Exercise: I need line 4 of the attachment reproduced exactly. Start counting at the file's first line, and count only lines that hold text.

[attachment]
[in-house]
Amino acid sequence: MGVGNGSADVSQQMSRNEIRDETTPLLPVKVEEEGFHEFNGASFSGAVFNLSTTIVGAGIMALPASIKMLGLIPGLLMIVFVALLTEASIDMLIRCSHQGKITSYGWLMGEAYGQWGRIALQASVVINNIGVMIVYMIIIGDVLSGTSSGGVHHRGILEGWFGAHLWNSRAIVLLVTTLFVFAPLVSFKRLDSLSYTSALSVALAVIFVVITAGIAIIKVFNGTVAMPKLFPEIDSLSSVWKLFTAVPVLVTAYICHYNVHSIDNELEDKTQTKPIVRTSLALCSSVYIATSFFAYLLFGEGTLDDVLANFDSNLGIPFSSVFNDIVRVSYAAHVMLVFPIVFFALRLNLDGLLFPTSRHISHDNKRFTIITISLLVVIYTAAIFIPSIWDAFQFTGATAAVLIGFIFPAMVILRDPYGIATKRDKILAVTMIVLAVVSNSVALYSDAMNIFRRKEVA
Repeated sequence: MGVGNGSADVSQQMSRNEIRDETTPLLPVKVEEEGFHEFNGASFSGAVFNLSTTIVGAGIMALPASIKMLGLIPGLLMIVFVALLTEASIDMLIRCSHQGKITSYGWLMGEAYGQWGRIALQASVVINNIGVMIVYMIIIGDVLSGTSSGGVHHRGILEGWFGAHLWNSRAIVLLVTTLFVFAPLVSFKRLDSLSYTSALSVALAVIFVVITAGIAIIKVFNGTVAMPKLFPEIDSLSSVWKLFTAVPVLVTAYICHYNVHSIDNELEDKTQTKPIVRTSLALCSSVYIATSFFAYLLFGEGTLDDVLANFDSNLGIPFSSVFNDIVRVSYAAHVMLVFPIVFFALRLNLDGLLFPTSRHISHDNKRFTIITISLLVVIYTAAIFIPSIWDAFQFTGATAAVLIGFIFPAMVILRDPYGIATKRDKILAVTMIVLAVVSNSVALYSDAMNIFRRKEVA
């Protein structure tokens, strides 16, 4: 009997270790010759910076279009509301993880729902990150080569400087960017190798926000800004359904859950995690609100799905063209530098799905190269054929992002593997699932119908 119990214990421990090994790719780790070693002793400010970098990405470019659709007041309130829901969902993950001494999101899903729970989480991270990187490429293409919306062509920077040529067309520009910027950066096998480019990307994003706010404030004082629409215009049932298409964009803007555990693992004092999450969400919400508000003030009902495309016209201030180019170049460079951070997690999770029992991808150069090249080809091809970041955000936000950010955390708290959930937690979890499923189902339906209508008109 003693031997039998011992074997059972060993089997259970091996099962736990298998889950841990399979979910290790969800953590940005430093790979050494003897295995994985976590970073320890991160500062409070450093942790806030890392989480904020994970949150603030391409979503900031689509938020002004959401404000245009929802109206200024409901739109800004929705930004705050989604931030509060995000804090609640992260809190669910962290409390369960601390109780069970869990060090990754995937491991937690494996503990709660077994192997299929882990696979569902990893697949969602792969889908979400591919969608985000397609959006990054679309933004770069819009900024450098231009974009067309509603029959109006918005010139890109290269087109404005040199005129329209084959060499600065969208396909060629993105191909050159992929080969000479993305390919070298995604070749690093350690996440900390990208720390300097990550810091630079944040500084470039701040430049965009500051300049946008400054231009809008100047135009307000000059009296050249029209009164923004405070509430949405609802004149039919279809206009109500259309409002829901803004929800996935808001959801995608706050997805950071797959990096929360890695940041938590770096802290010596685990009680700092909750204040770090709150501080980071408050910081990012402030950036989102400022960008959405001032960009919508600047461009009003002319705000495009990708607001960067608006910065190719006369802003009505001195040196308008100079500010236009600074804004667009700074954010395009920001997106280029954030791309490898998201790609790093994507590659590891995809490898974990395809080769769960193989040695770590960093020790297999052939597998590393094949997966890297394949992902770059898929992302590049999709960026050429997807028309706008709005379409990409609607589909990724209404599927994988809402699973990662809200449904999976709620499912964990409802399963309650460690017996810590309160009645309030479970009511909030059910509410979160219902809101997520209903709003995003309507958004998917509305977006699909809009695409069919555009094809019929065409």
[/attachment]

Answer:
């Protein structure tokens, strides 16, 4: 009997270790010759910076279009509301993880729902990150080569400087960017190798926000800004359904859950995690609100799905063209530098799905190269054929992002593997699932119908 119990214990421990090994790719780790070693002793400010970098990405470019659709007041309130829901969902993950001494999101899903729970989480991270990187490429293409919306062509920077040529067309520009910027950066096998480019990307994003706010404030004082629409215009049932298409964009803007555990693992004092999450969400919400508000003030009902495309016209201030180019170049460079951070997690999770029992991808150069090249080809091809970041955000936000950010955390708290959930937690979890499923189902339906209508008109 003693031997039998011992074997059972060993089997259970091996099962736990298998889950841990399979979910290790969800953590940005430093790979050494003897295995994985976590970073320890991160500062409070450093942790806030890392989480904020994970949150603030391409979503900031689509938020002004959401404000245009929802109206200024409901739109800004929705930004705050989604931030509060995000804090609640992260809190669910962290409390369960601390109780069970869990060090990754995937491991937690494996503990709660077994192997299929882990696979569902990893697949969602792969889908979400591919969608985000397609959006990054679309933004770069819009900024450098231009974009067309509603029959109006918005010139890109290269087109404005040199005129329209084959060499600065969208396909060629993105191909050159992929080969000479993305390919070298995604070749690093350690996440900390990208720390300097990550810091630079944040500084470039701040430049965009500051300049946008400054231009809008100047135009307000000059009296050249029209009164923004405070509430949405609802004149039919279809206009109500259309409002829901803004929800996935808001959801995608706050997805950071797959990096929360890695940041938590770096802290010596685990009680700092909750204040770090709150501080980071408050910081990012402030950036989102400022960008959405001032960009919508600047461009009003002319705000495009990708607001960067608006910065190719006369802003009505001195040196308008100079500010236009600074804004667009700074954010395009920001997106280029954030791309490898998201790609790093994507590659590891995809490898974990395809080769769960193989040695770590960093020790297999052939597998590393094949997966890297394949992902770059898929992302590049999709960026050429997807028309706008709005379409990409609607589909990724209404599927994988809402699973990662809200449904999976709620499912964990409802399963309650460690017996810590309160009645309030479970009511909030059910509410979160219902809101997520209903709003995003309507958004998917509305977006699909809009695409069919555009094809019929065409």